Adapting practice, individualised support and sharing information
This anonymised account reflects the views of an individual, and not the General Medical Council.
A doctor discusses how a road traffic accident during medical school meant they needed to adapt their studies and practice. They talk about how individualised support and less than full time training allowed them to pursue a career they love, but that information about their disability didn’t always travel with them as they moved through training.
Reasonable adjustments and less than full time training
I currently work as a GP in a remote and rural practice. On my medical school elective, between my fourth and fifth year, I was involved in a road traffic accident which resulted in sustaining a below knee amputation of my right leg and nerve damage to my left leg.
I returned to medical school after taking a year off. The university faculty were very supportive and allowed me to complete my final training over a year and a half, rather than a year, sitting my final examinations when the re-sit exams were due to take place. Extending each of my clinical placements by 50% meant I could have time off during the week, which helped enormously with my stamina and also allowed me to continue my rehabilitation with regular physiotherapy.
I had an occupational health assessment which looked at the practicalities, such as whether I would be permitted to take a crutch or stick into an operating theatre environment.
After graduation, I completed my pre-registration house officer (PRHO) jobs part time, supernumerary to the rota. There was always plenty of work to go around, and arrangements were made so I could also participate in cardiac arrest calls, periodically holding an extra pager.
By this time, my stamina and mobility had improved and I was able to commence GP training following the standard vocational training programme. I completed posts in A&E, paediatrics, psychiatry, elderly care and obstetrics and gynaecology, as well as in general practice. My main concern was being able to respond quickly enough to assist in emergency caesarean sections, due to the gynaecology ward being at the opposite end of the hospital to the obstetrics unit. The hospital trust’s occupational health department solved this problem by renting me a mobility scooter. My colleagues were supportive and never made me feel self-conscious about using it. In fact, they sometimes used it themselves when they were on call overnight!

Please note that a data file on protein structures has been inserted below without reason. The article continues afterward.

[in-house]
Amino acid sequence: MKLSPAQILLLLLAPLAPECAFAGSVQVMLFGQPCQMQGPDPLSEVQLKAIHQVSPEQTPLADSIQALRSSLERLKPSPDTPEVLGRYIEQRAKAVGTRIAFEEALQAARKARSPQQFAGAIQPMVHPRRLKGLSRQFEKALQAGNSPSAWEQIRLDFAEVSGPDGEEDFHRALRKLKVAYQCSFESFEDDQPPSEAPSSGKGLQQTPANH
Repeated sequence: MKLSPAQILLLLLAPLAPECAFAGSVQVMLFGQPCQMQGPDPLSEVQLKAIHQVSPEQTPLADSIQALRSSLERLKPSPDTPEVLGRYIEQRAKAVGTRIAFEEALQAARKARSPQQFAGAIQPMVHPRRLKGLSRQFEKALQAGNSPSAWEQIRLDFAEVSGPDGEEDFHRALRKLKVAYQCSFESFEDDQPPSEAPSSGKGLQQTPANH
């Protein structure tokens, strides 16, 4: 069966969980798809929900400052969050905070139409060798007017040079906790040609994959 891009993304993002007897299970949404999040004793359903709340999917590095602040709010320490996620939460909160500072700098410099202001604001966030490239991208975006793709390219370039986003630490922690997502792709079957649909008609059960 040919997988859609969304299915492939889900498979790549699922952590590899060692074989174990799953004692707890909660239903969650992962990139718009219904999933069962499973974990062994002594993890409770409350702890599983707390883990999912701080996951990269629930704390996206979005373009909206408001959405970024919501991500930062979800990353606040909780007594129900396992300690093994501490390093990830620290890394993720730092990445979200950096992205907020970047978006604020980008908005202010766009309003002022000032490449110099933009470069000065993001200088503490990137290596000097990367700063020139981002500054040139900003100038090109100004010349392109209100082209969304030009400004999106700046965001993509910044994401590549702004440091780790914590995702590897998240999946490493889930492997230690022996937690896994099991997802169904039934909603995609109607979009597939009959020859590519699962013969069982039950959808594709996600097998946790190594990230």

Now working as a qualified GP (a specialty I was already interested in prior to my accident), I rarely encounter any problems, although I do find icy conditions tricky. I work in a group practice and my colleagues are willing to swap with me if home visits are required in adverse weather conditions, or if an emergency response is requested by the ambulance service to somewhere I would find difficult accessing.
Sharing information while moving through training
One assumption I made when I started my GP training was that my trainer would have been informed of my disability. As part of the application process, I had completed a form which had asked about disability and I had given details. However, it wasn’t until I tripped and fell one day in the health centre corridor and my prosthetic leg fell off, that he realised! I now recognise that the form was probably just a diversity monitoring form which would remain confidential. Although no special arrangements were particularly needed, I think it would have been useful for me and my trainer if the postgraduate training organisation had asked whether I was happy for them to share the information.
Overall, my experience has been very positive. My medical education and training was well supported and adapted to my needs at the time. Completing my final year of medical school and PRHO jobs part time allowed me to continue my training and get me to where I am now, doing the job that I love.